One outward hint of this tension is that when researchers have tried to interview local women about these issues, or when visiting U.S. women have sought friendships, local women reportedly have been unavailable. Shaffer (1999) had this difficulty when investigating North American and Costa Rican women's relationships in a tourist town. Other researchers (Twombly 1995 for Costa Rica, and Woodside 2001 for Latin America) similarly mention the difficulty female foreigners had in striking up friendships with local women.
In this connection, the author (a European-American woman over fifty) found Costa Rican women of various ages quite friendly in the context of classes and work settings, but when I tried to recruit a mixed group for an evening interview on male and female norms of public behavior, only males showed up. This may have indicated women's embarrassment and reluctance to address a topic of gender roles in mixed company, where they might be judged negatively by male Costa Ricans or, possibly, their reluctance or the inconvenience surrounding attendance at a meeting by themselves in the evening. Couples' clubs meet in the evening at homes but I was told repeatedly that women are less likely to go out by themselves, and the interview recruitment setting, English language classes at the Centro Culturale, did not provide for the inclusion of spouses of the interview volunteers.
On the other hand, the program's women students were invited along by female home stay family members to the shopping mall, to bars, and to family gatherings. Students reported tolerant, welcoming attitudes among many young and old Costa Ricans whom they met. The difficulties reported in some other studies may have reflected a campus setting full of foreigners, and perhaps lack of young people in the home stay family to accompany students on social outings. Moreover, the university campus students wanting friends outside their home stay families may have held expectations that were out of synch with Costa Rican preferences for socializing with relatives or with friends whose families have been known for a long time in the community (see Biesanz and Biesanz, 1998).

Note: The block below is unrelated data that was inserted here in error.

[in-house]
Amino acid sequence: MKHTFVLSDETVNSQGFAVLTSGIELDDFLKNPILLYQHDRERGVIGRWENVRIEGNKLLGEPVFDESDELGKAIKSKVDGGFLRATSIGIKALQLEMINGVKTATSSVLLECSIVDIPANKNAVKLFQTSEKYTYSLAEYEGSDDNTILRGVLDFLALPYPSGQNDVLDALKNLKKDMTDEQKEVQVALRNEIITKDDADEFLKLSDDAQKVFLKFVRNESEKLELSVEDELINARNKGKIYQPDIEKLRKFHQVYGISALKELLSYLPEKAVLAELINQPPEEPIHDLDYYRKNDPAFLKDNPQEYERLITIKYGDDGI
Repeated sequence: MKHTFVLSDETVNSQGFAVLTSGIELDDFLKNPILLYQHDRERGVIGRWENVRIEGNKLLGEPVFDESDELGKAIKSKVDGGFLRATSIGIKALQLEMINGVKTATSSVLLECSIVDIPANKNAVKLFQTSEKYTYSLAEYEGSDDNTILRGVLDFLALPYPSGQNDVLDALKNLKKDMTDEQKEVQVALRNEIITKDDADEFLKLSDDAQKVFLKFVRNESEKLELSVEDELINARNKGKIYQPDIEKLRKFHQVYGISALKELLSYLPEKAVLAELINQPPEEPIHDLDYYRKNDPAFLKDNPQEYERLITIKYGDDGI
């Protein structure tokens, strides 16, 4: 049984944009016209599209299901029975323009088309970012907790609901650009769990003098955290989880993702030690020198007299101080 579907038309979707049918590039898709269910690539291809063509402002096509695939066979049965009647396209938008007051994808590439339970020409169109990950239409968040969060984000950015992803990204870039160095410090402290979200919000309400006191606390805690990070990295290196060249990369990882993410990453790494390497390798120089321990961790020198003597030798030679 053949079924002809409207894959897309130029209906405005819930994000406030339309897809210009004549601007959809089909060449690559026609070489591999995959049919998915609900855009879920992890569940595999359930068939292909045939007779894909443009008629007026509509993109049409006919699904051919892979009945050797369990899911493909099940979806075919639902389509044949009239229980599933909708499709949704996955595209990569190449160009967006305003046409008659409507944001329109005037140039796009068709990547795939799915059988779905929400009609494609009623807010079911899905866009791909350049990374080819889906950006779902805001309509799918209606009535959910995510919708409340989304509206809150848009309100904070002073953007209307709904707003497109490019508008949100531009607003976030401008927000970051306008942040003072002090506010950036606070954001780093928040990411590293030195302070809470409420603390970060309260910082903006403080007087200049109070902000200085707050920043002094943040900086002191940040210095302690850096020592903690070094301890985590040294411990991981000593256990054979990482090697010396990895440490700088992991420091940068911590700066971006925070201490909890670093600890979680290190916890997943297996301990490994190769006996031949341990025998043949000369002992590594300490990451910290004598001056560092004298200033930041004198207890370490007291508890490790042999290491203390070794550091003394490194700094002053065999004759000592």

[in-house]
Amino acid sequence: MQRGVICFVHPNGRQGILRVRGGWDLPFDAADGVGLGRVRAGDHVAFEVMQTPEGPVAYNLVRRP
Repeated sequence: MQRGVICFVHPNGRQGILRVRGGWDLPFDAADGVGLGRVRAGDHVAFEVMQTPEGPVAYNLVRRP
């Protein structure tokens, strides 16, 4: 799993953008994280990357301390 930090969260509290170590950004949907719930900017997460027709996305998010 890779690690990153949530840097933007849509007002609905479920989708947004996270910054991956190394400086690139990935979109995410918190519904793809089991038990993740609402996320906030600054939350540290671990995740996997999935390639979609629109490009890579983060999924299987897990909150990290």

Costa Rican males' comments largely concurred with the interpretations offered by the families. Two males interviewed in depth were students of English at Centro Cultural; therefore, they represent a relatively cosmopolitan or progressive end of the range of attitudes toward the U.S. and foreigners. However, these interviewees spontaneously described students' behavior using cultural assumptions of female vulnerability, a norm rooted in a more traditional Latin American cultural logic.
A Costa Rican English-language student and father of a teenage boy commented that more concern is warranted regarding the safety of young visiting women students. Characterizing his impression of the young women visitors as "un poco libre" (a little bit free-meaning a little bit too free), he observed that "ellas no saben peligro" (they don't know/recognize danger) when out in public, although he found it acceptable for young women to go out to restaurants and bars-but "en grupo" (in groups; his emphasis). Elaborating on the potential for danger to a female if she gives the impression that she will, for example, "dance close" with more than one male in a public social setting, he restated an old-fashioned Latin American implication: unless a woman is regarded as belonging to a group or somehow escorted and therefore under someone's protection, she could be regarded as dangerously "available." Without protection of such escorts, "bad persons" are predicted to take advantage of her.
I heard almost identical portrayals about danger to females from two different home stay mothers. One woman recalled a situation in which she felt compelled to leave a young male relative at a nightclub to "watch" a
Evidence of male protectiveness toward females continues and often is observed in customary behavior such as when a brother holds his sister's hand protectively as they walk through a crowded public area. This commonly is seen at the downtown market area and at the annual festejos, a large fair that takes place during the New Year's holiday. Described by one male
female student who would not leave when the mother and sisters, her'escorts,' were ready to return to the house. The theme of good persons versus bad persons and women in moral danger ran through several other conversations when discussing U.S. students with Costa Ricans.
Moral protection may seem a confusing and even offensive notion to